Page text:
A long weekend, and finally a chance to put those twin terabyte drives to use. Since my first attempt at getting things running gave me a little trouble, I decided to wipe the box and start over. (And document the steps this time!)hardware
Acer Aspire E500-G870 (on-board GigE, 4x SATA II ports, VGA port, and is pretty quiet)
2x Samsung SpinPoint F1 1TB SATA2 32MB 7200RPM
2GB SSD ATA drive (for FreeNAS)step 1 - install FreeNAS
Download and burn the LiveCD
. I used version 0.69b4 i386. Since FN is an evolving project, the steps required for newer (or older) builds may differ.
Boot the PC from this and do a 'full' install.step 2 - set up the core bits of FreeNAS
Reboot into FN.
Set up network connections at the command line and then go to the web UI on the OS X client.
Set up your System-General and System-Advanced as desired. (This is pretty straightforward - documentation is available here
(As I'm using gigabit ethernet, I set the MTU to 9000 to enable jumbo frames. This needs to be set on the client side too - see the notes at the end.)step 3 - add disks
I decided to add just the first 1TB drive for testing, calling it primary
, and mounting it at /mnt/pri.
Disks-Management: add the drive here (again, see the FN SUG
Disks-Format: format the drive primary
Disks-Mount Point: create a new Mount Point for primary
(I enabled the option to run fsck at boot time.)step 4 - add users
As I want access from my OS X user account, I need to mirror that account on FN.
Access-Users and Groups: add your OS X username/password here - for reference, I'll use sig
Set UID to 501 and group to staff. (You can find your own values by entering 'id' at the command line on OS X.)
Tick the box to allow shell access.step 4b - reboot FN
I found that some settings did not propagate immediately and got errors about sig
being an invalid argument in later steps. Rebooting the FN server solves this (and is necessary to apply some changes from step 2 anyway).step 5 - back to the command line
A little tinkering is required before we set up our AFP shares. Either go back to the FN server, or SSH into it. (Note that it is not recommended to share the top level of the drive through AFP, so each share should be a separate directory. This suits me as I plan to use rsync to back up, but that's for another post.)
Go to the mount point for the drive
Create a directory for the share and set the owner to the user set up earlier. (Apparently it is a bad idea to have the directory owned by root when using AFP if you value your data integrity.)
chown -R sig manga
(Technically, the -R is only needed if there is something in the directory, so it can be omitted if you actually created the folder and didn't copy it from elsewhere.)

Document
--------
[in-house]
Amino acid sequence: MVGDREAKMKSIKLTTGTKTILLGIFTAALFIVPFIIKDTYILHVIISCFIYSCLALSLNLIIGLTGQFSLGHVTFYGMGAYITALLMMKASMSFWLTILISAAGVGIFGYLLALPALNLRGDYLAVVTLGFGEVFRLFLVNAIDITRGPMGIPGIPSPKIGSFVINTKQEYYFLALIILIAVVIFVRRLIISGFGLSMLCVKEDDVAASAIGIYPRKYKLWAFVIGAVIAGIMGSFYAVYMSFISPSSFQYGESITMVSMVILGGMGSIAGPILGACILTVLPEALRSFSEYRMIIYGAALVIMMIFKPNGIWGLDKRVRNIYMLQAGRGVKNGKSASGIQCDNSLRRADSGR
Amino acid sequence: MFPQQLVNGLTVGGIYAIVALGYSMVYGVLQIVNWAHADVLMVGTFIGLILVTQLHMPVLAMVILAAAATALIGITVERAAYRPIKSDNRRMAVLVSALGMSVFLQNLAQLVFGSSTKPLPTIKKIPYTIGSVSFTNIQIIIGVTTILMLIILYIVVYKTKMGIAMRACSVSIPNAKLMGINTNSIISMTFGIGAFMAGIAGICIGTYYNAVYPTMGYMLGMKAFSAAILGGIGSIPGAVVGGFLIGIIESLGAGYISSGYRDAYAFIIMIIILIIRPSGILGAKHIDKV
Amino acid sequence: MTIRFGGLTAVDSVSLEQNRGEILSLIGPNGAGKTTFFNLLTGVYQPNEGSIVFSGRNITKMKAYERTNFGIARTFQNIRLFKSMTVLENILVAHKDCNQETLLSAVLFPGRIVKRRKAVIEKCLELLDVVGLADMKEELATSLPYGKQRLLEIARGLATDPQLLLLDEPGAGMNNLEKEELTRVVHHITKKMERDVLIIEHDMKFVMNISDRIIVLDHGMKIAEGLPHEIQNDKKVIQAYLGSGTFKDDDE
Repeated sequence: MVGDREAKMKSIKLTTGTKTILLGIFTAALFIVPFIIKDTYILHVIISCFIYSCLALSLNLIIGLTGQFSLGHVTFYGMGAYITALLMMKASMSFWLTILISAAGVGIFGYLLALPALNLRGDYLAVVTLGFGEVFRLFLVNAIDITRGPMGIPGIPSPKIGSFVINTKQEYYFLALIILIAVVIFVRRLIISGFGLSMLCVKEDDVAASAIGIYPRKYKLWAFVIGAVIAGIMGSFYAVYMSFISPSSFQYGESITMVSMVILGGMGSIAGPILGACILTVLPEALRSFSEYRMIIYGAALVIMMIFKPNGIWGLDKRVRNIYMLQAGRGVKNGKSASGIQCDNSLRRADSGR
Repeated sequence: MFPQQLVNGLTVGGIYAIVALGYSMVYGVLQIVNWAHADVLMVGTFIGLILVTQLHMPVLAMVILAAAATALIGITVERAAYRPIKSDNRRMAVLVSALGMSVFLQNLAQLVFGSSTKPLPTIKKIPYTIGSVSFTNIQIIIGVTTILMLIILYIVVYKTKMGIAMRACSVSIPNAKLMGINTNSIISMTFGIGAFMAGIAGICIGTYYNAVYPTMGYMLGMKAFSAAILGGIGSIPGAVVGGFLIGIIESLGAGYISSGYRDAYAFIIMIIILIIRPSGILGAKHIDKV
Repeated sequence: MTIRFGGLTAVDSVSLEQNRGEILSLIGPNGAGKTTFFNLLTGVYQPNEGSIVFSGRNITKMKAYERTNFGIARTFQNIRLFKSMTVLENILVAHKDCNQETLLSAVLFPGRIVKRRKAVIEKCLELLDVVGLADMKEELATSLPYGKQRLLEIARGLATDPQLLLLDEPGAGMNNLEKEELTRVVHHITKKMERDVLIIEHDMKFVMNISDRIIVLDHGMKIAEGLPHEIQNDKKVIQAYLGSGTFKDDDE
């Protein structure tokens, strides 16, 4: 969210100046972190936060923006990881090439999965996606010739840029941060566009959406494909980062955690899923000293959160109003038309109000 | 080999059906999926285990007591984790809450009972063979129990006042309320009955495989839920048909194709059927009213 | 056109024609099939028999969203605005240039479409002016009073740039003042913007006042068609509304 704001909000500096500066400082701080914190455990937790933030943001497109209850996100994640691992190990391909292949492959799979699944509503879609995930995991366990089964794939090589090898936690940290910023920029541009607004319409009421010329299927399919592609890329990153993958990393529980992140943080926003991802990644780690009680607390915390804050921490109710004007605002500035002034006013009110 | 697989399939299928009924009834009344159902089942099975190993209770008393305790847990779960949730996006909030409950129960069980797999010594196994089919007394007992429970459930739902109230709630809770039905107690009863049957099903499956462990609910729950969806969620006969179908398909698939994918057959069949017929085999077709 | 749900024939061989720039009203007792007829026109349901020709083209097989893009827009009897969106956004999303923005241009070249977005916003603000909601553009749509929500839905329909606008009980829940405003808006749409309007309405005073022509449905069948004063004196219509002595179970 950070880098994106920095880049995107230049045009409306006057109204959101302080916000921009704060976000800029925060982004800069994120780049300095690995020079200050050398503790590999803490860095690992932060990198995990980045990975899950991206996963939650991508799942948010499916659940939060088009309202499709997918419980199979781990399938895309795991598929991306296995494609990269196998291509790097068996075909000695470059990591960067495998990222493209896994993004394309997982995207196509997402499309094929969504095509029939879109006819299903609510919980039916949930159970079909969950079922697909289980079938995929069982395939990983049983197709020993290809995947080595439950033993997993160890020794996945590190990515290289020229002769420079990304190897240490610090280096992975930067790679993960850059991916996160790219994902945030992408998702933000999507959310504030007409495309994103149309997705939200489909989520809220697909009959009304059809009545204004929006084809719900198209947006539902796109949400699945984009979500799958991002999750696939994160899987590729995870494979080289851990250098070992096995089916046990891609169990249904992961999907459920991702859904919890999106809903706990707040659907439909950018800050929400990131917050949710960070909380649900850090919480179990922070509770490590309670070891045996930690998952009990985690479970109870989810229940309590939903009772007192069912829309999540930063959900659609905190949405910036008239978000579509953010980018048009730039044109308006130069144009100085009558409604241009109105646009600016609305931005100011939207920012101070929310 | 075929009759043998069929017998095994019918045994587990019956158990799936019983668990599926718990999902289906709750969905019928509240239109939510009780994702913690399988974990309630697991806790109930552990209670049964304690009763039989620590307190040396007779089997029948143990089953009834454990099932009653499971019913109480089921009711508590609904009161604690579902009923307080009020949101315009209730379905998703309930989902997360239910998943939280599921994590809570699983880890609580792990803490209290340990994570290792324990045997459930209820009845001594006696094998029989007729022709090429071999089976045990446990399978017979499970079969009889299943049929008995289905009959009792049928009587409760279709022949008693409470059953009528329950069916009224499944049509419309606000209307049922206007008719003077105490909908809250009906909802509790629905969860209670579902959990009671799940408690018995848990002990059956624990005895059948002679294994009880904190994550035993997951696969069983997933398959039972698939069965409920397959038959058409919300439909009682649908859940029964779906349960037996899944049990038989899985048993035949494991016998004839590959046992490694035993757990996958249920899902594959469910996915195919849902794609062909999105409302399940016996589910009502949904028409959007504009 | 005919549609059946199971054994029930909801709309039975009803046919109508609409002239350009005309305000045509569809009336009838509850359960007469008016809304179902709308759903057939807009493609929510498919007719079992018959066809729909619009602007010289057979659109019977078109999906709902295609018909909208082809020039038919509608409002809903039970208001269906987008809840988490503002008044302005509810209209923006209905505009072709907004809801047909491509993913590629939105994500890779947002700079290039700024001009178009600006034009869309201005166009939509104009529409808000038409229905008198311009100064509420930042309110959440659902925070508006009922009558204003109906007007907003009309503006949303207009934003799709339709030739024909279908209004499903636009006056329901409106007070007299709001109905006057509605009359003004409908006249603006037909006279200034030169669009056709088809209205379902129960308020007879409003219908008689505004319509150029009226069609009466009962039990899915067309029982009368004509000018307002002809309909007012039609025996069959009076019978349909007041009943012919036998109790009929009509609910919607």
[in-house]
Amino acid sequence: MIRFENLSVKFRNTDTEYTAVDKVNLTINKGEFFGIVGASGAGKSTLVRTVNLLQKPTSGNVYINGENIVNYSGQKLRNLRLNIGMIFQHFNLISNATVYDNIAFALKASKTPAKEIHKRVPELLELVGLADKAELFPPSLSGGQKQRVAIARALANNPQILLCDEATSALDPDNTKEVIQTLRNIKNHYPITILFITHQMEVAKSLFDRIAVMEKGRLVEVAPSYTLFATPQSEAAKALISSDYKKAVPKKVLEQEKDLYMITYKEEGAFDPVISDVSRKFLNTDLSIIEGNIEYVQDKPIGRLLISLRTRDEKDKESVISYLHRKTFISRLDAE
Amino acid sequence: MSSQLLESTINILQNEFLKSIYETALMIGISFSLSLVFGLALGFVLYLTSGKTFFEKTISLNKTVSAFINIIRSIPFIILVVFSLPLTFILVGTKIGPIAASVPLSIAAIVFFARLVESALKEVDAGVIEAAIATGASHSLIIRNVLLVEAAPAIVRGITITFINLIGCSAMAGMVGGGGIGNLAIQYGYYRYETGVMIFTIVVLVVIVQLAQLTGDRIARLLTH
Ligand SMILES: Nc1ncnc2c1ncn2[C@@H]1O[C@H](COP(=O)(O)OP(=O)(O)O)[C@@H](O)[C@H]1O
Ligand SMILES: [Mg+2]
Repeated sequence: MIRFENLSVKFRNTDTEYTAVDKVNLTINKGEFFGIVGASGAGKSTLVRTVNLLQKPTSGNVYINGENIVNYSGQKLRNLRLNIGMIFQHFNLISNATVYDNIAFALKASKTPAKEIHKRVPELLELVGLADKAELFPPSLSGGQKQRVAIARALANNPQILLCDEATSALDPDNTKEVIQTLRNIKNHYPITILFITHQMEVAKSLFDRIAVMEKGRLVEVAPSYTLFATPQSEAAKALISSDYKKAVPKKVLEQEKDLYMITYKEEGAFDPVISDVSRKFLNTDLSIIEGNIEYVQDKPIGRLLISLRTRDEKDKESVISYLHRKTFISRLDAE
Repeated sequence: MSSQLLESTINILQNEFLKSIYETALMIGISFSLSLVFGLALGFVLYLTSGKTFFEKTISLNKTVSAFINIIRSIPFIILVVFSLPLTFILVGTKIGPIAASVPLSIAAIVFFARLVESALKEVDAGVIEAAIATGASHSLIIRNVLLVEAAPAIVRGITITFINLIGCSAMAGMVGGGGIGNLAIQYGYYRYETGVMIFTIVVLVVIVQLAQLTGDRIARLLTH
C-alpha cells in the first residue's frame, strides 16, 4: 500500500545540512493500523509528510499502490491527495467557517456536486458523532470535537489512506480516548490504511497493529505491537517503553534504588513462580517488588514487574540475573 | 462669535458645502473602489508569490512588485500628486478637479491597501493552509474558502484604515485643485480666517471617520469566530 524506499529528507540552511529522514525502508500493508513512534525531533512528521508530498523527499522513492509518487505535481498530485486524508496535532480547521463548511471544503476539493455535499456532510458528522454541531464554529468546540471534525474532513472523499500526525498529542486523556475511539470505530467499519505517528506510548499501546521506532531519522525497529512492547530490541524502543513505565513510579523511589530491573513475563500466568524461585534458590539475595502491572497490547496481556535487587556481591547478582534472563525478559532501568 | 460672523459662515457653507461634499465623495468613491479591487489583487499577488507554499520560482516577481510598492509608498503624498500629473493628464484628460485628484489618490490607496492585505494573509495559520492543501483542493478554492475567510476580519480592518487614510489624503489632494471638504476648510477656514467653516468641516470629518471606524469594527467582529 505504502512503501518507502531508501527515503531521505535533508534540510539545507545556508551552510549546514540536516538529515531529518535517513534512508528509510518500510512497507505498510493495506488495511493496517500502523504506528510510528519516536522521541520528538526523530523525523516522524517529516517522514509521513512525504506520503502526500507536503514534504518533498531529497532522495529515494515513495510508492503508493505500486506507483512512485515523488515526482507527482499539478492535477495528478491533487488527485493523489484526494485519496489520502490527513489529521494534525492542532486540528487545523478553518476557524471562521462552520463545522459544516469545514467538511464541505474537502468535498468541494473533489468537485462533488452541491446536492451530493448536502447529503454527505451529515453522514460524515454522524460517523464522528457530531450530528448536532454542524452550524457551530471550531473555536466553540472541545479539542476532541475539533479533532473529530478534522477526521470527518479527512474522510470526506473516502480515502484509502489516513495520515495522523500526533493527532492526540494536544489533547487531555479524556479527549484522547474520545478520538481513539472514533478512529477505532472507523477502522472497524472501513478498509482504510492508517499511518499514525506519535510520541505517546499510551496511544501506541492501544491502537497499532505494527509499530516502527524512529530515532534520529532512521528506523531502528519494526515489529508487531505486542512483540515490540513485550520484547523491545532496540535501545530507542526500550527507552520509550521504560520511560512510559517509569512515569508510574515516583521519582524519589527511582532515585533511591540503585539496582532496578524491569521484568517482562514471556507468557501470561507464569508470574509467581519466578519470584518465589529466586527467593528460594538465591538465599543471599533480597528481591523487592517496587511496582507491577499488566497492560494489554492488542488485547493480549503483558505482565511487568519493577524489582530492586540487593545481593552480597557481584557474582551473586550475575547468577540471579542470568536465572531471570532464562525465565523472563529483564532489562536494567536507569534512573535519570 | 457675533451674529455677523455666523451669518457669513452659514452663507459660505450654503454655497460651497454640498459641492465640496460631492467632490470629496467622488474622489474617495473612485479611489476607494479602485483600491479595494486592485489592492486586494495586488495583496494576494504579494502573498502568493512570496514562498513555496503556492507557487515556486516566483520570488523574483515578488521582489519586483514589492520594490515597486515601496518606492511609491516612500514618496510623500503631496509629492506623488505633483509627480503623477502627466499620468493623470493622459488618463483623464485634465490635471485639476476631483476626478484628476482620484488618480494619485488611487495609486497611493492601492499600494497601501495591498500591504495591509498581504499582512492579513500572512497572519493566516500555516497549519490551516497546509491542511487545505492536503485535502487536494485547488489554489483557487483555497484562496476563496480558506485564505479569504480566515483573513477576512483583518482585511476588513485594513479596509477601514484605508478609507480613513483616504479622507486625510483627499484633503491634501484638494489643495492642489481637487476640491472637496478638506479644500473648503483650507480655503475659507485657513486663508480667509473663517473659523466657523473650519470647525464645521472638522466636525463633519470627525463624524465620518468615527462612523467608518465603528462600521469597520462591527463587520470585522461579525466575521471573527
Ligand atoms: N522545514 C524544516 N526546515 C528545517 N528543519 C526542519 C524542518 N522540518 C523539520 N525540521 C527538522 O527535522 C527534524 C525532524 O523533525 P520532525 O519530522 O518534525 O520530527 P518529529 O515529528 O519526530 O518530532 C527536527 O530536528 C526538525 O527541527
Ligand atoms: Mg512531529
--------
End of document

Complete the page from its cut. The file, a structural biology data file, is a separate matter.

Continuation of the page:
(If you want multiple OS X users to access the same share, you could probably have added a group
in step 4 with all the users in it, and then set that as the owner here instead.)step 6a - setting up AFP service
Go back to the web UI and enable AFP under Services-AFP-Settings.
Set a name. (I used the name of freenas box plus afp: kujira-afp
Tick the boxes for Enable local user authentication and Disable AFP-over-Appletalk.
Save and restart the service.step 6b - setting up AFP shares
Go to Services-AFP Shares and create a new share with the required path e.g. /mnt/pri/manga/
Ignore the password field and enter your OS X username in the Allow and Read/Write Access fields.
Tick the 'upriv' check-box and save.step 7 - access the share
In the Finder, open a new window. The FN server should be visible in the SHARED section on the left. More importantly, selecting it should auto-authenticate you and selecting your share should auto-mount it.
(I'm using OS X 10.5 - versions before Leopard will be slightly different, but if you've made it this far, you'll probably manage. Next time I have a guest or relative with 10.4, I'll make a note of how that works.)notes
I mentioned setting the MTU to 9000 to allow jumbo frames. This allows larger chunks of data to pass over the network, meaning that large files need to be split into fewer pieces. To change the MTU on OS X, open System Preferences-Network, select your ethernet connection and click Advanced. Select the Ethernet tab and set the Configure drop-down to Manually. The only setting you should need to alter from default is the MTU, which should be set to Jumbo (9000).
(I seem to recall that IPv6 has an even bigger packet available, but would like to test the system in a state that I'm pretty sure should work before trying to break it all.)
In step 4, if you use the admin group instead of staff, then the user will have access to every mount point on the FN server, even if they are not configured as AFP shares! (Essentially allowing step 6b to be skipped.) I thought this might be a good idea at first, but it seems to be unsafe, and the documentation does recommend to NOT share the root level of FN drives over AFP. As I experienced problems when I tried that first time round, I avoided it on my second build and used the longer method outlined above.to do
Install the second terabyte drive and schedule rsync to backup important shares to it from the first drive. (RAID != backup.)
Test everything for a few weeks. (Don't put data that doesn't exist elsewhere onto a test rig like this!)